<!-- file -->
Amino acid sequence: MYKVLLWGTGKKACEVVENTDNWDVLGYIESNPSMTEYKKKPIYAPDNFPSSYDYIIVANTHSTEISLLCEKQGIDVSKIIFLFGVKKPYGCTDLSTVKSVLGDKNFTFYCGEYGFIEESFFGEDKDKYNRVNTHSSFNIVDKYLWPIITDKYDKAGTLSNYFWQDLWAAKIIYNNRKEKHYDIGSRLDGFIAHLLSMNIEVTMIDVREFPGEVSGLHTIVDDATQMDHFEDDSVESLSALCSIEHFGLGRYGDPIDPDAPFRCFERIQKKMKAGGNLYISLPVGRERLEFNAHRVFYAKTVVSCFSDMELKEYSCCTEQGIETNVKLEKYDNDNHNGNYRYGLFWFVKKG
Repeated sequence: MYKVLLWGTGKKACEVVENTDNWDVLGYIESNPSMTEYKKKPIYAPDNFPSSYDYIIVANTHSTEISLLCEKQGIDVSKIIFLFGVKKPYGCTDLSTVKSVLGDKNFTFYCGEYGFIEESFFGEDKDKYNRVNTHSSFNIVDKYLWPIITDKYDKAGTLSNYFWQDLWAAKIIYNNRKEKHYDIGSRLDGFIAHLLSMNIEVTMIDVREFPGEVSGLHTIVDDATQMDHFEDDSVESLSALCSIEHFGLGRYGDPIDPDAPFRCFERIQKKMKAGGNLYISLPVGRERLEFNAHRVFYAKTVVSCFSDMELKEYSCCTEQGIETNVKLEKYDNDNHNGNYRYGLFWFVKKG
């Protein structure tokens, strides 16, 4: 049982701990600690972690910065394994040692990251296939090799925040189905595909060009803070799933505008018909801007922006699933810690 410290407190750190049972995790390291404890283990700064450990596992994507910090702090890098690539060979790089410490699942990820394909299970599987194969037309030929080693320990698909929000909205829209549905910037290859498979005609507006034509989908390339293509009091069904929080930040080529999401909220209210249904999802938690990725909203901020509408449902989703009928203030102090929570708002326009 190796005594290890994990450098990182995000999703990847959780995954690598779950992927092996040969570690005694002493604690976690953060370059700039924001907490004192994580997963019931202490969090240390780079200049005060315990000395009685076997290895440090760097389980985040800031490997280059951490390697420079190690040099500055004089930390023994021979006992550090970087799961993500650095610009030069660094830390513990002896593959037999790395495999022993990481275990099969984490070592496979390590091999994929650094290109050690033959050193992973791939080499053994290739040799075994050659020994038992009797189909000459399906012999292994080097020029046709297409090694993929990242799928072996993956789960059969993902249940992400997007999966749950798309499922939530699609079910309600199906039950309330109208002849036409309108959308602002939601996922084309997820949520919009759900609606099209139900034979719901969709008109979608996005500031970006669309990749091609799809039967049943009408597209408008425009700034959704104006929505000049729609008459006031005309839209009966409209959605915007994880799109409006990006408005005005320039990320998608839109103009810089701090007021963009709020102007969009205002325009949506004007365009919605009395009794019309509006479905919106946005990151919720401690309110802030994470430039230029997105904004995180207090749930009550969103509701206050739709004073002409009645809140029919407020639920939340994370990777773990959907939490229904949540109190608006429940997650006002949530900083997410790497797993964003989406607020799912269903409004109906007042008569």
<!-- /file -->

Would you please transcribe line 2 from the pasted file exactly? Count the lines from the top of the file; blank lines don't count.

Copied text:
Repeated sequence: MYKVLLWGTGKKACEVVENTDNWDVLGYIESNPSMTEYKKKPIYAPDNFPSSYDYIIVANTHSTEISLLCEKQGIDVSKIIFLFGVKKPYGCTDLSTVKSVLGDKNFTFYCGEYGFIEESFFGEDKDKYNRVNTHSSFNIVDKYLWPIITDKYDKAGTLSNYFWQDLWAAKIIYNNRKEKHYDIGSRLDGFIAHLLSMNIEVTMIDVREFPGEVSGLHTIVDDATQMDHFEDDSVESLSALCSIEHFGLGRYGDPIDPDAPFRCFERIQKKMKAGGNLYISLPVGRERLEFNAHRVFYAKTVVSCFSDMELKEYSCCTEQGIETNVKLEKYDNDNHNGNYRYGLFWFVKKG